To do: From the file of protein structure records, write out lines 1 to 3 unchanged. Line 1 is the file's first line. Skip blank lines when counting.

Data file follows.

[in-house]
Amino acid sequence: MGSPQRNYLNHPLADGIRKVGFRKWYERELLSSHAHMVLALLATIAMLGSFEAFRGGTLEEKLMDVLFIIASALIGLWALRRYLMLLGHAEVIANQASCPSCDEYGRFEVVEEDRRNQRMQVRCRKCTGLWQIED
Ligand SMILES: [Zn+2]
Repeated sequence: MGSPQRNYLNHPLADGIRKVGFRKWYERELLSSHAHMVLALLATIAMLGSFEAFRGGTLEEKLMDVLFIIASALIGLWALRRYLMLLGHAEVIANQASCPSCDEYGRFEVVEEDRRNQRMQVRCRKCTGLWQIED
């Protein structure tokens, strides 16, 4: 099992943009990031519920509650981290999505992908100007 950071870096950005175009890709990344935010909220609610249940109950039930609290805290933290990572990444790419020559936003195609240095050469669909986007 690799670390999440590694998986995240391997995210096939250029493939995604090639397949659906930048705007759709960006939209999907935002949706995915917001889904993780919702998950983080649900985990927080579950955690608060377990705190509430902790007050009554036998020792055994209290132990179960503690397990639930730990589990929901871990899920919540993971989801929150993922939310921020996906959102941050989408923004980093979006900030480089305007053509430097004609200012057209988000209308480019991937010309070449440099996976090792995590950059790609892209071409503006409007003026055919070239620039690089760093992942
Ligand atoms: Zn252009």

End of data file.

[in-house]
Amino acid sequence: MGSPQRNYLNHPLADGIRKVGFRKWYERELLSSHAHMVLALLATIAMLGSFEAFRGGTLEEKLMDVLFIIASALIGLWALRRYLMLLGHAEVIANQASCPSCDEYGRFEVVEEDRRNQRMQVRCRKCTGLWQIED
Ligand SMILES: [Zn+2]